Every card not present transaction needs to be done right
When your business accepts a card not present transaction, it opens the door to a plethora of situations, some of which may not be ideal. Follow these guidelines to ensure that such transactions are carried out securely. Read more to know more!
As someone that owns or manages a business, you’re well-versed with all kinds of transactions – cash, card, digital wallets, and online payments. You’ve probably processed payments where the customer’s debit or credit card was not physically present during the transaction.
In this article we will discuss the many ways you can do your part in making sure that every card not present (CNP) transaction at your business is successful. These best practices include the following:
- Handle information properly
- Uphold PCI compliance
- Prioritize data security
- Avoid chargebacks
- Be aware of interchange fees
- Add an Address Verification Service (AVS)
- Implement card security checks
- Adopt tokenization
- Follow protocol in continuity marketing
- Consider alternative payment options
Keep reading to see the full list.
A successful transaction means a customer paid for products and services, and the merchant got paid for the same. Plus, there are no chargebacks! Just a great day to be accepting payments, I guess.
In this article we’ll cover how to have more successful transactions like these. But first, let’s have a quick recap on what a card not present transaction is.
Break free from fee overload
Eliminate payment processing fees through a merchant discounting program.
Break free from fee overload
Eliminate payment processing fees through a merchant discounting program.
What is a card not present transaction?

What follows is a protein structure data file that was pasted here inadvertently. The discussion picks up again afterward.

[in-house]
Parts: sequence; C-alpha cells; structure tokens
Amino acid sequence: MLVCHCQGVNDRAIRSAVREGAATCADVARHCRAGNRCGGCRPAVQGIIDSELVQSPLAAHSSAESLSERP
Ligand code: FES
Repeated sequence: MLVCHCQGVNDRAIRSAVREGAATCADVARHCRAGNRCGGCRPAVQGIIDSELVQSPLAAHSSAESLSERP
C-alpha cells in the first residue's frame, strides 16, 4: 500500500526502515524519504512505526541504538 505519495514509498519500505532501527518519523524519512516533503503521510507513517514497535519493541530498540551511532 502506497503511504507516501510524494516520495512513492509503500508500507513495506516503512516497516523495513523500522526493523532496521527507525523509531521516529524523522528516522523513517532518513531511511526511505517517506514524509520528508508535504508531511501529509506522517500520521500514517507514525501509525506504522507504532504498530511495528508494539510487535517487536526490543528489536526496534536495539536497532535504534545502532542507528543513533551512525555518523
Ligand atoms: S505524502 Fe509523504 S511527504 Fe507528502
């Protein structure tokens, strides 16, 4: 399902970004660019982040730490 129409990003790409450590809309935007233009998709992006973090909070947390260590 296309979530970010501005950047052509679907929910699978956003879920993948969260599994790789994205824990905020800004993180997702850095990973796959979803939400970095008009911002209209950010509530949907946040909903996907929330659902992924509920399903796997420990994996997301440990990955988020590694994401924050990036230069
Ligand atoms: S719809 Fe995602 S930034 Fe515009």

A card not present transaction is a transaction where the buyer’s credit card doesn’t have a physical interaction with the merchant’s terminal.
From online payments to manually entering card information into a terminal, (aka manually keyed-in transactions) there are situations where a debit or credit card is not physically present for the transaction to occur.
A major concern with any card not present transaction is fraud risk. In fact, 73% of all card payment fraud is made up of card not present payments! That’s why it is vital to have some measures in place to monitor every card not present transactions at your business. Keep reading to see how to prevent fraud like this.
Why is it important to follow guidelines for a card not present transaction?
It is important to follow a few guidelines every time you make a card not present transaction due to the following reasons:
There are consequences of a card not present transaction going awry if rules are ignored. Even if rules are followed, there’s still some risks with these transactions. Because of these higher risks, many payment processors charge an arm and leg for transactions like these. If you’re looking for ways to save money on merchant processing, even with card not present transactions, we have the inside scoop. Check out our latest e-book.
10 best practices to follow when performing a card not present transaction
When accepting a card not present transaction, we strongly recommend following our list of best practices. They are:
1. Handle information properly
The first pointer when you’re performing a card not present transaction at your business is to properly handle customer information. There are a few ways to achieve this.
First is presenting business information. This involves displaying your contact information on your website, emails, catalogs, and any similar mediums. Having your contact information listed online and on other marketing materials is a way to encourage a customer to reach out to you first if they saw a charge on their credit card statement that they don’t recognize, instead of simply calling their bank, denying the purchase, and demanding a refund. When a customer contacts you about a purchase they don’t believe they made, you have the opportunity to explain if the charge was legit. If the purchase was made online, you’ll have email records showing order confirmation and shipping. Similarly, if the purchase was made in person, you might have camera footage showing who came into your store and made that purchase. Be transparent about your policies surrounding billing, returns, shipping, privacy, etc.